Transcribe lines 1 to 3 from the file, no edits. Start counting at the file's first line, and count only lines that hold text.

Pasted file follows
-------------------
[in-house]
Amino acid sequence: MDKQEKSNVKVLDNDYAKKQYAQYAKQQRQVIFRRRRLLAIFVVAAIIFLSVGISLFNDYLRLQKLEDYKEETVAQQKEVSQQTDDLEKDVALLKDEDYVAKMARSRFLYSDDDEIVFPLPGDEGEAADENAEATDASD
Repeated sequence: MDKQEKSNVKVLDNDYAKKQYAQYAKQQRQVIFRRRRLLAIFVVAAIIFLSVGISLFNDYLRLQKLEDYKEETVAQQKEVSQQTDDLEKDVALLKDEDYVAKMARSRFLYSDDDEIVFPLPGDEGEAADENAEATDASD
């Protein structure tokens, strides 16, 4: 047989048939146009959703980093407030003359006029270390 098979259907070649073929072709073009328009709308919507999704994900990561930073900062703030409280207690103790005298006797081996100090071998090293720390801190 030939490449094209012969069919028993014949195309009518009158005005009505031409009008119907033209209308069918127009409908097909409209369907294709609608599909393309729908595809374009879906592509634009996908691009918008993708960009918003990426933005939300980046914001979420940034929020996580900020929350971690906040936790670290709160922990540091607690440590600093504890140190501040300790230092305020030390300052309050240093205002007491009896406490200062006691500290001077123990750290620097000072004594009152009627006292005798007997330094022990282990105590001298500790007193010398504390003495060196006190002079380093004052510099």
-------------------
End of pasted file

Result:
[in-house]
Amino acid sequence: MDKQEKSNVKVLDNDYAKKQYAQYAKQQRQVIFRRRRLLAIFVVAAIIFLSVGISLFNDYLRLQKLEDYKEETVAQQKEVSQQTDDLEKDVALLKDEDYVAKMARSRFLYSDDDEIVFPLPGDEGEAADENAEATDASD
Repeated sequence: MDKQEKSNVKVLDNDYAKKQYAQYAKQQRQVIFRRRRLLAIFVVAAIIFLSVGISLFNDYLRLQKLEDYKEETVAQQKEVSQQTDDLEKDVALLKDEDYVAKMARSRFLYSDDDEIVFPLPGDEGEAADENAEATDASD